laird’s review published on Letterboxd:
As with all of Godard's movies I feel I'm only skimming the surface of a deep pond full of greater meaning than I'm capable of attaining without having seen all of the same movies, read all of the same books, heard all of the same songs, thought all of the same thoughts, or breathed all of the same breaths as Godard. I suppose that's what makes him a definitively personal filmmaker, his "fingerprints on every frame" as my Francophile film studies professor would repeat like a damn mantra. It can be alienating at times, but in Pierrot Le Fou I think the perfect balance is struck between Godard the ponderous semiotician, Godard the strident leftist, and Godard the movie dude.
It's a fluid movie that like a tide comes in and out of being a movie and being a movie movie (if you don't understand the difference why are you reading this?), suggesting that between the real world and the fictional world, between the interior world and the exterior world, between ideas and feelings, between words and actions, the barriers are thin and malleable creating constant exchanges, tension and contradictions ("In a word: emotion"). Even names don't have one meaning. Something to ponder, yes, but also something to play with. And Pierrot Le Fou is extremely playful and funny even as it's commenting on the Vietnam War, the corruption of language by commercials, and whatever else was nagging Godard as he handed the actors their lines just before calling, "Action!" (Samuel Fuller claims he improvised his part).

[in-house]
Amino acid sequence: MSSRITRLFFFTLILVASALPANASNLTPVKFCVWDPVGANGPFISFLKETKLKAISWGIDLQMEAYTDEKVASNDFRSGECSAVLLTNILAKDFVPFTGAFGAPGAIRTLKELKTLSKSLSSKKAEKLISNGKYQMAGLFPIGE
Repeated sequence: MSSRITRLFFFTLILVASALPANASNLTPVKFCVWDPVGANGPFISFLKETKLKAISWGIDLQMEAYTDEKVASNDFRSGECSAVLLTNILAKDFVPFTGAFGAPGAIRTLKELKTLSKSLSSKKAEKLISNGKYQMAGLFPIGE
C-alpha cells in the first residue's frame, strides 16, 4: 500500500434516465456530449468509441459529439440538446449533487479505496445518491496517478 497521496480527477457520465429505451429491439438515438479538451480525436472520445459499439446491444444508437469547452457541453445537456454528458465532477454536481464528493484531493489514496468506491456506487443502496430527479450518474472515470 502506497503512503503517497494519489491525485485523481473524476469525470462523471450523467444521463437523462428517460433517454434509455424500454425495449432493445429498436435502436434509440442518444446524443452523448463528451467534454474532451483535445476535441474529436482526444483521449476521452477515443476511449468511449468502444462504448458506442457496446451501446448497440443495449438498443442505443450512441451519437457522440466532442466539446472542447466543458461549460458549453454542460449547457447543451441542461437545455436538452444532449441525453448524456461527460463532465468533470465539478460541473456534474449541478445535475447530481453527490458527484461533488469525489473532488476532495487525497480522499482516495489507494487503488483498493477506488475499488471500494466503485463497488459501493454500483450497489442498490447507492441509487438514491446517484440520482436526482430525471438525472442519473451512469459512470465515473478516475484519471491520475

Belmondo and Karina are every doomed couple in movie history and, by extension, every couple in history. Belmondo's too horny to deal with Karina's fatalism (more interested in her thigh line than her fate line), she's a dreamer, he's pragmatic... it comes real close to being Men are from Mars, Women are from Venus horseshit but it's a relationship that through the course of the movie changes and evolves in a depressingly familiar pattern. With all of the cinematic, literary, and artistic references thrown in, it's enough to make one's head spin. It really is life as a movie (or a movie as life).